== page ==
In the latest wave, the highly transmissible omicron variant has moved more quickly than contact tracing allows.



An entire province in China is under lockdown as the country combats the biggest surge in COVID-19 cases in two years. The country's pandemic approach has managed to contain outbreaks before. But reining back the omicron variant is proving the biggest challenge yet. NPR's Emily Feng reports.

EMILY FENG, BYLINE: For more than two years, China's tried and true method for keeping cases close to zero has been trace, test and isolate all infections, their close contacts and the close contacts of those people faster than the virus can spread. But what happens when a variant moves more quickly than contact tracing? In the northern province of Jilin, daily case counts topped 3,000 on Monday alone, leaving health officials scrambling to catch up to omicron. Here's Jilin health commission official Zhang Yan this past weekend.


ZHANG YAN: (Non-English language spoken).

FENG: She says, "our medical resources were insufficient, meaning our ability to isolate people quickly was limited. And our emergency response was not enough." The result has been a return to full lockdown of Jilin province, home to 24 million people. In Shanghai and Beijing, all schooling has been moved online indefinitely. China has contained omicron outbreaks before. But none has gotten as big as the current surge. And the strain is already showing because cities are running out of isolation facilities to put tens of thousands of close contacts. Here's Zhang again.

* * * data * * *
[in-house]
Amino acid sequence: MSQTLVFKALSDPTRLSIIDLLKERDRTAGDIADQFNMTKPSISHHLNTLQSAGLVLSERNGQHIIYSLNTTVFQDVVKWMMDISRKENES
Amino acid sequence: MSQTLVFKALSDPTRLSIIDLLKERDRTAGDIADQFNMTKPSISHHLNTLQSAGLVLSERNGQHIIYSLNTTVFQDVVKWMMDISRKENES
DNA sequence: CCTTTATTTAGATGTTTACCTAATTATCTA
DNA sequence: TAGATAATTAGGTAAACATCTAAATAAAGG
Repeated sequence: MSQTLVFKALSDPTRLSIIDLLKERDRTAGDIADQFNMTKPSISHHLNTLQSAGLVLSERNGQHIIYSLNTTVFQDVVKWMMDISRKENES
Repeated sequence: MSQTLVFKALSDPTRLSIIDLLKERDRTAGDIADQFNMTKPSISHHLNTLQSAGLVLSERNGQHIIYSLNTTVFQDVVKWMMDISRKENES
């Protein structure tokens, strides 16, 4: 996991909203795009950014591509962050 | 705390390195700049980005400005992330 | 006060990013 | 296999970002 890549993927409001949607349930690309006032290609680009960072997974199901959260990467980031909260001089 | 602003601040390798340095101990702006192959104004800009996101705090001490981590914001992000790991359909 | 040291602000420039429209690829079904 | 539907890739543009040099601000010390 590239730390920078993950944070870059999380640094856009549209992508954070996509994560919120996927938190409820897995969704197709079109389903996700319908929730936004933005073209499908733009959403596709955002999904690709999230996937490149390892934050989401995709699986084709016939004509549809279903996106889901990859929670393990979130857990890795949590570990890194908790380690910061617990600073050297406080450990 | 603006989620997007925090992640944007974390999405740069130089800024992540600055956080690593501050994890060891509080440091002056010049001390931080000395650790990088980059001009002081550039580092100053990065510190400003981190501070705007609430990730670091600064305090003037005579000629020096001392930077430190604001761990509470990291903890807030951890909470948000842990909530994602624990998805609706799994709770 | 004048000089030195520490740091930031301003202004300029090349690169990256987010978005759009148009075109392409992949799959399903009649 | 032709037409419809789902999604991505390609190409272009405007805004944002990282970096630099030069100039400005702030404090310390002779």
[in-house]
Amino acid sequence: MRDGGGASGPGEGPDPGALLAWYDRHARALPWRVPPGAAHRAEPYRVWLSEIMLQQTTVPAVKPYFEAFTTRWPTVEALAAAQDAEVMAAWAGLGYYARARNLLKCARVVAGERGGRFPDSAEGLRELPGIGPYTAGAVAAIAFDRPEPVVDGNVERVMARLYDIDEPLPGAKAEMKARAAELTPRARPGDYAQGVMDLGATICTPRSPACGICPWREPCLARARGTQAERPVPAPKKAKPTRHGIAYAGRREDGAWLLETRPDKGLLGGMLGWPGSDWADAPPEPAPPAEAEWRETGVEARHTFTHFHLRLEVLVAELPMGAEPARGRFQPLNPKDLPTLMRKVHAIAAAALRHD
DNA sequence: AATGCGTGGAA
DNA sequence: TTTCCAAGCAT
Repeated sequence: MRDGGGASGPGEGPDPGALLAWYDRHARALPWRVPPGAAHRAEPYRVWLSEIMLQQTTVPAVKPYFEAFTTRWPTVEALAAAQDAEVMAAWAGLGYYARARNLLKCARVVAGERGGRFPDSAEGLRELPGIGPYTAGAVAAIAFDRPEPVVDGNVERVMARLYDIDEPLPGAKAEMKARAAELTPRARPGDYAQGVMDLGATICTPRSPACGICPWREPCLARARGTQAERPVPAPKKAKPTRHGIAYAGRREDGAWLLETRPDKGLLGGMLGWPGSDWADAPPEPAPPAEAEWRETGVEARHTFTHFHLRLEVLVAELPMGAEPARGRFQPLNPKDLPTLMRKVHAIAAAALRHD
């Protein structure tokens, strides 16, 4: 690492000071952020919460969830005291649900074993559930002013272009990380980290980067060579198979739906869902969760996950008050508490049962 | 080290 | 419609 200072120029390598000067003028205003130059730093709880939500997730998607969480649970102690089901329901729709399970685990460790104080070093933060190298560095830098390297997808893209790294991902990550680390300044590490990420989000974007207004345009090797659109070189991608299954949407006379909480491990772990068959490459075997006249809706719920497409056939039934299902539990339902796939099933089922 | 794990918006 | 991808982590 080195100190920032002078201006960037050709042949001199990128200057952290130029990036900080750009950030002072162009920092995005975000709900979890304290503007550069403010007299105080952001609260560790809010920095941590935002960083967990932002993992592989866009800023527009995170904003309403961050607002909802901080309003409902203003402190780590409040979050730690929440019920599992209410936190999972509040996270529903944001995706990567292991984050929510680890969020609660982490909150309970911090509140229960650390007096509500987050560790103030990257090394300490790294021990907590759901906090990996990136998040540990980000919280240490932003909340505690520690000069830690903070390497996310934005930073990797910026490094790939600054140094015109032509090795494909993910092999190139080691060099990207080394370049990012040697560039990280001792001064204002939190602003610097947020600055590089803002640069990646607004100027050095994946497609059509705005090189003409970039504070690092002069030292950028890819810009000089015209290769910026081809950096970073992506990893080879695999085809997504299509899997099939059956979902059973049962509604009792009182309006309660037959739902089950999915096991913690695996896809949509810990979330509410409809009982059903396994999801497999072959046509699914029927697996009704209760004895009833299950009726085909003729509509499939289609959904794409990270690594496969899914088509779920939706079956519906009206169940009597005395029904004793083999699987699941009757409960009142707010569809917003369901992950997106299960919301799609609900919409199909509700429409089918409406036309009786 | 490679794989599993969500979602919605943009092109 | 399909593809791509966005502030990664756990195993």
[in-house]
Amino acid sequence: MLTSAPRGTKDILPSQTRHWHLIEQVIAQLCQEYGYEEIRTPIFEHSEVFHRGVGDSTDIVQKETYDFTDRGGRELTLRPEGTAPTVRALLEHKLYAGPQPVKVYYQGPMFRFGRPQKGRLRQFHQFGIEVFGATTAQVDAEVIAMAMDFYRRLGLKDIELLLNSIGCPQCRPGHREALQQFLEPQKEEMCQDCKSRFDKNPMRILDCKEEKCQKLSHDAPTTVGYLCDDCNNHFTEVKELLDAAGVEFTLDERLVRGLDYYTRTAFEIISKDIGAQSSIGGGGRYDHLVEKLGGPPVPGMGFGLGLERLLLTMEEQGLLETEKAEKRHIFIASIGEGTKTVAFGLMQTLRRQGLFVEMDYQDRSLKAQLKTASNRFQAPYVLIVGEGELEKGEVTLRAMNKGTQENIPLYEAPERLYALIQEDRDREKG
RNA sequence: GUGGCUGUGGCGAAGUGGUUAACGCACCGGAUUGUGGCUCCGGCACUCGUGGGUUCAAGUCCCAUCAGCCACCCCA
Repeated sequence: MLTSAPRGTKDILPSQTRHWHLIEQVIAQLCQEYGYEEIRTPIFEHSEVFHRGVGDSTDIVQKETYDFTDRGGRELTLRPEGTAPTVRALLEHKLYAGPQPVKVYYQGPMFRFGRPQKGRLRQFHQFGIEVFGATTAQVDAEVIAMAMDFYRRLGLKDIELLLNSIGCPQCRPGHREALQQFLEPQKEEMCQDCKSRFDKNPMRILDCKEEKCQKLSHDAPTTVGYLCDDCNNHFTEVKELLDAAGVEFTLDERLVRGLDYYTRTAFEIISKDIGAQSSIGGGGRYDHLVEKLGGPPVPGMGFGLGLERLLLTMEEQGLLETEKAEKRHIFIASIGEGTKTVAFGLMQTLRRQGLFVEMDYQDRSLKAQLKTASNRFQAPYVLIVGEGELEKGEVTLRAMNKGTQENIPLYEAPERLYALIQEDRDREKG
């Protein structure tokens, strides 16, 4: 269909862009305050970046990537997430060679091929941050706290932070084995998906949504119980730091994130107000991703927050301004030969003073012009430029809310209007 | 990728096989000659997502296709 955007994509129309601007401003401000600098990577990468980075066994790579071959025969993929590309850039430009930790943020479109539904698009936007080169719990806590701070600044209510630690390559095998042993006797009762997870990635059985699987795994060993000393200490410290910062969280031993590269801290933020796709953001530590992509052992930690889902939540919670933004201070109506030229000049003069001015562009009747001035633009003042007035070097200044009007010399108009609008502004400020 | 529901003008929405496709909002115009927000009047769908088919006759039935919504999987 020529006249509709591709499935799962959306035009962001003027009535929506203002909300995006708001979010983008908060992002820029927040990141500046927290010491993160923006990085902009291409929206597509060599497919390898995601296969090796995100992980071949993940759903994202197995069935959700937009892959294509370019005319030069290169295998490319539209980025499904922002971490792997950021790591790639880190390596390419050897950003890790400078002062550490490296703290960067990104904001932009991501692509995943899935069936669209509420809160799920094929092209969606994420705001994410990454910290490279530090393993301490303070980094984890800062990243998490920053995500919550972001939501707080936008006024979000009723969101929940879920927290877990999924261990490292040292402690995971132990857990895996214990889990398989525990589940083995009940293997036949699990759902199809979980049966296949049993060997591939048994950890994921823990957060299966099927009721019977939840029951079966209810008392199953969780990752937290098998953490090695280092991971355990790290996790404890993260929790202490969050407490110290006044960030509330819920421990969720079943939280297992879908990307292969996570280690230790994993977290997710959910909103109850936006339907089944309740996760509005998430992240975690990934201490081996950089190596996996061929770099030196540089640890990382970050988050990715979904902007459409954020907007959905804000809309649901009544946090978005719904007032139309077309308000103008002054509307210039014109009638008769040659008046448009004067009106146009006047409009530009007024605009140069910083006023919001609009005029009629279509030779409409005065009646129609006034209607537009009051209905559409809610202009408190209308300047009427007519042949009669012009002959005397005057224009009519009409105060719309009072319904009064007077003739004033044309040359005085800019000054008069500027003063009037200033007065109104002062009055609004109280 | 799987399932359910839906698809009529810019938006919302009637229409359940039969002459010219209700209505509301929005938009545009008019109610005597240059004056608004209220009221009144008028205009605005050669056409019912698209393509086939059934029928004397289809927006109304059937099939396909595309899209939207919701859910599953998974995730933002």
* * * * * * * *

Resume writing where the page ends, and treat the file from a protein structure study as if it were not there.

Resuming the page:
ZHANG Y: (Non-English language spoken).

FENG: She says, "we misjudged the omicron variant. And the government's monitoring has not been good enough." Even before this surge, a minority of voices had been calling for a new approach - to vaccinate heavily and begin living with an endemic COVID. One of these voices is Zhang Wenhong, the well-known director of a Shanghai hospital.

ZHANG WENHONG: Almost before the vaccine launched, we know that we have to live with the virus.

FENG: This week, Zhang penned a long online essay saying China was not ready to open up just yet. But the recent outbreak showed China needed more sustainable long-term strategies. So far, health authorities say they will stick to zero COVID. The alternative, to live with COVID, would be disastrous in a country with a fragile hospital system. And they've done so well in the past at containing COVID that there's very little natural immunity. Nearby, Hong Kong is a warning of the cost of failure. The city is still logging more than 25,000 new cases a day and suffering the world's highest COVID rate of fatality.

Emily Feng, NPR News, Beijing. Transcript provided by NPR, Copyright NPR.